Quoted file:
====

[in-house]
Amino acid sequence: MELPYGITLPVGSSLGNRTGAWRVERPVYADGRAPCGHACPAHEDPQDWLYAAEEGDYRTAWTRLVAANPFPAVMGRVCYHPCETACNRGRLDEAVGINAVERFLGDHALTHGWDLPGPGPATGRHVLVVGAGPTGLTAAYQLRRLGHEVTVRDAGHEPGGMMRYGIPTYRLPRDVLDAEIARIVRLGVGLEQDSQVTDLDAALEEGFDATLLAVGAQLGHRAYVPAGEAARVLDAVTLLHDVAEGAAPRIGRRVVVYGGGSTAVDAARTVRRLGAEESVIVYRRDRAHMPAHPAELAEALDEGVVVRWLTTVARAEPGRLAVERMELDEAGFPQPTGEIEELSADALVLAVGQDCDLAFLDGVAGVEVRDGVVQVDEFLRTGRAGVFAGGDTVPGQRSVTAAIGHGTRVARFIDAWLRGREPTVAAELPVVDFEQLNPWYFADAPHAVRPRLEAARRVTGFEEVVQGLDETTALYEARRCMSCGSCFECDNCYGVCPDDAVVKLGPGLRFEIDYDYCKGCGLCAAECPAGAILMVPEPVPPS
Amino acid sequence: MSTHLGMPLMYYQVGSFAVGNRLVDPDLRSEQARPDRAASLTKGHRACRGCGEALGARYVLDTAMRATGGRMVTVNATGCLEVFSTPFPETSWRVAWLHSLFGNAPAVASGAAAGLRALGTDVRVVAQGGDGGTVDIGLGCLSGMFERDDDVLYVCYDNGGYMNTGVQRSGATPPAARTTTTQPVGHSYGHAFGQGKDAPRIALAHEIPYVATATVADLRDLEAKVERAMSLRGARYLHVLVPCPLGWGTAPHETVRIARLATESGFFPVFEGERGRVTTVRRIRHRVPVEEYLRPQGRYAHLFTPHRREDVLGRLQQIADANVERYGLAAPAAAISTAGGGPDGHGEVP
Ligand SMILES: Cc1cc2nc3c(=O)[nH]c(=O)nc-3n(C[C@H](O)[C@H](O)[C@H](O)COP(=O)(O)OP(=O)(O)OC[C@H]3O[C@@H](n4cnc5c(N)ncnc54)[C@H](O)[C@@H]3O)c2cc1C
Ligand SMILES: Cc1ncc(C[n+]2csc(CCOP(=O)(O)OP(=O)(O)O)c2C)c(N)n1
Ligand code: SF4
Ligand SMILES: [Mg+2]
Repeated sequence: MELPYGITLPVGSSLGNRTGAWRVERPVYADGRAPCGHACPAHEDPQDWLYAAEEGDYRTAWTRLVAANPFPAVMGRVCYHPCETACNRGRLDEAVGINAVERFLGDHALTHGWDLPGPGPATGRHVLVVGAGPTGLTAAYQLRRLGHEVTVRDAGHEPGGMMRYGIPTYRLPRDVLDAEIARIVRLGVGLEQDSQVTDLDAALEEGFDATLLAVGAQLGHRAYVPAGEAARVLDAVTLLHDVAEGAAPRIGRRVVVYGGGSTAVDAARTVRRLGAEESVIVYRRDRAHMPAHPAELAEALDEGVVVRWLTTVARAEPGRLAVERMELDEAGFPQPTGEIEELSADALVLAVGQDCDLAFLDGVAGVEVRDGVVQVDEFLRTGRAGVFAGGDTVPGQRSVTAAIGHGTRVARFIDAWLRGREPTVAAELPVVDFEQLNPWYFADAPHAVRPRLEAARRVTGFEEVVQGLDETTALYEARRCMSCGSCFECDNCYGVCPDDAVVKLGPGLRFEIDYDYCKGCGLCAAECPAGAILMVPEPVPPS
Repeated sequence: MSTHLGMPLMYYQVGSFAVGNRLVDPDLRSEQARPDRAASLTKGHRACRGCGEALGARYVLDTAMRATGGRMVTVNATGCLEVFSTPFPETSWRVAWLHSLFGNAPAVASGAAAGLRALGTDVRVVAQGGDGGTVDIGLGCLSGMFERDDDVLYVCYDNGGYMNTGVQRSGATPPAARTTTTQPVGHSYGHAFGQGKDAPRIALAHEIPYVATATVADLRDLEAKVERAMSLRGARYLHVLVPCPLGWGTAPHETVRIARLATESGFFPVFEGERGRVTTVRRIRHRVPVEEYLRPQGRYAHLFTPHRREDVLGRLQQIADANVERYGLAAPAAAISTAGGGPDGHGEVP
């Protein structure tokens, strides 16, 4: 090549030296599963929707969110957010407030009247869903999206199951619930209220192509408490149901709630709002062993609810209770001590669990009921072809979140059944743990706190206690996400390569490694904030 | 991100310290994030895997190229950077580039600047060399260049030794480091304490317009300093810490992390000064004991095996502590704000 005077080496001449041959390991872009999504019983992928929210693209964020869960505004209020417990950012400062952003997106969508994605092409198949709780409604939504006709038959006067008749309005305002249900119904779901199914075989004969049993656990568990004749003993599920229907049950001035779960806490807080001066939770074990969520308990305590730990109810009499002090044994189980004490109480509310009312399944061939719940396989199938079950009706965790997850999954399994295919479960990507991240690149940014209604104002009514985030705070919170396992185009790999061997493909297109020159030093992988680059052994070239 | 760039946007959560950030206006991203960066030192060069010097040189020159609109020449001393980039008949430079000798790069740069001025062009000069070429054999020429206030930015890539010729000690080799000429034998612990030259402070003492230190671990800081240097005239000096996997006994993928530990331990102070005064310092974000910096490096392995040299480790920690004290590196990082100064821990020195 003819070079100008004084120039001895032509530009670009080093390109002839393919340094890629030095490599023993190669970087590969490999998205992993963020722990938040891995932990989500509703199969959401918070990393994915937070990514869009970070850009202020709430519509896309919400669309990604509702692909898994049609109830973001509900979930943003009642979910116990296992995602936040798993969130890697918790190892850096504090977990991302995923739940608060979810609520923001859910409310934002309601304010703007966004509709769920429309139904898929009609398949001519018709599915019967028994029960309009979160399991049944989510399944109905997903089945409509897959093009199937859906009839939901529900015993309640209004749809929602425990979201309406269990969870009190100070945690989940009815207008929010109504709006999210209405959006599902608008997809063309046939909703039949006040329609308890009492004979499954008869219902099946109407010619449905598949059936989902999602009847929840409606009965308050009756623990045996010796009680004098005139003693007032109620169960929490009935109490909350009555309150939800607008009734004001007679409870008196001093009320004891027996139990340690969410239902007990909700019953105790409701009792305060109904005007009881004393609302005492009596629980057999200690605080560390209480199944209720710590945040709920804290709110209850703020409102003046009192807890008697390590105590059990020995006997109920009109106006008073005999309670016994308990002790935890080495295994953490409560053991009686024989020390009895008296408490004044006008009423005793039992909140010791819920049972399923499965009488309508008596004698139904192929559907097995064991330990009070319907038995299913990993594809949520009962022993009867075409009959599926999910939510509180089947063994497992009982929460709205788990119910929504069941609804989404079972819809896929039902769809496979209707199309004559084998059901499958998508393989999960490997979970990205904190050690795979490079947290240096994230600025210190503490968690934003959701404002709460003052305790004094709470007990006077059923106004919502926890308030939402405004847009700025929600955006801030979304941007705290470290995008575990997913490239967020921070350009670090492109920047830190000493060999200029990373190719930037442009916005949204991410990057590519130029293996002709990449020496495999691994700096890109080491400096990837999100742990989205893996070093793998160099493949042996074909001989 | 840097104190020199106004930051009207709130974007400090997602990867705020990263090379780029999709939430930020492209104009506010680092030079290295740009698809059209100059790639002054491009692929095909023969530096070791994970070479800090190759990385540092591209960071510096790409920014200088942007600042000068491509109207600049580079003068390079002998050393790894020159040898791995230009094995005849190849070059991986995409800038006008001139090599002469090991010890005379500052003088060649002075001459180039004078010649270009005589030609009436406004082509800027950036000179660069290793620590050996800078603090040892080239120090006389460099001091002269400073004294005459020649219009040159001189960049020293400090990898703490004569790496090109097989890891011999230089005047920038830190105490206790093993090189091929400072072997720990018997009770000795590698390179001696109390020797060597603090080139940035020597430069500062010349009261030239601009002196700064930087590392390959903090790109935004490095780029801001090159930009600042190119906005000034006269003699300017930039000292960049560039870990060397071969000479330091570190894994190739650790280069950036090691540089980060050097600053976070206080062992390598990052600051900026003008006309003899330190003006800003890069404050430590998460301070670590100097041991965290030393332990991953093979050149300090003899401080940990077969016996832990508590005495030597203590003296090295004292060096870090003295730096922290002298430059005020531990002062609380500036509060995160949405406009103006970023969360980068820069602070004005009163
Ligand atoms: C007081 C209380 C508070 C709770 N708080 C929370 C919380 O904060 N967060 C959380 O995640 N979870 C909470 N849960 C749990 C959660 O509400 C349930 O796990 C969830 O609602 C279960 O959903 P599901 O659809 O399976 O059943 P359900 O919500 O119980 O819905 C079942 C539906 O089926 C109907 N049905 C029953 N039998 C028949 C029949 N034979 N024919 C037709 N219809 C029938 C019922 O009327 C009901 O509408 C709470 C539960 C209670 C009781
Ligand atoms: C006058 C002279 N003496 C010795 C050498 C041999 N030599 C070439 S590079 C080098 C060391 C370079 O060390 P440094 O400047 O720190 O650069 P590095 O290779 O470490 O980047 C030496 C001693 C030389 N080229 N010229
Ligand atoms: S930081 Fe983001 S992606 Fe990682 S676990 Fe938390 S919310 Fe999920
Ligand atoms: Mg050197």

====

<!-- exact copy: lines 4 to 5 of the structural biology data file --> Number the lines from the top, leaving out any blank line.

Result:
Ligand SMILES: Cc1cc2nc3c(=O)[nH]c(=O)nc-3n(C[C@H](O)[C@H](O)[C@H](O)COP(=O)(O)OP(=O)(O)OC[C@H]3O[C@@H](n4cnc5c(N)ncnc54)[C@H](O)[C@@H]3O)c2cc1C
Ligand SMILES: Cc1ncc(C[n+]2csc(CCOP(=O)(O)OP(=O)(O)O)c2C)c(N)n1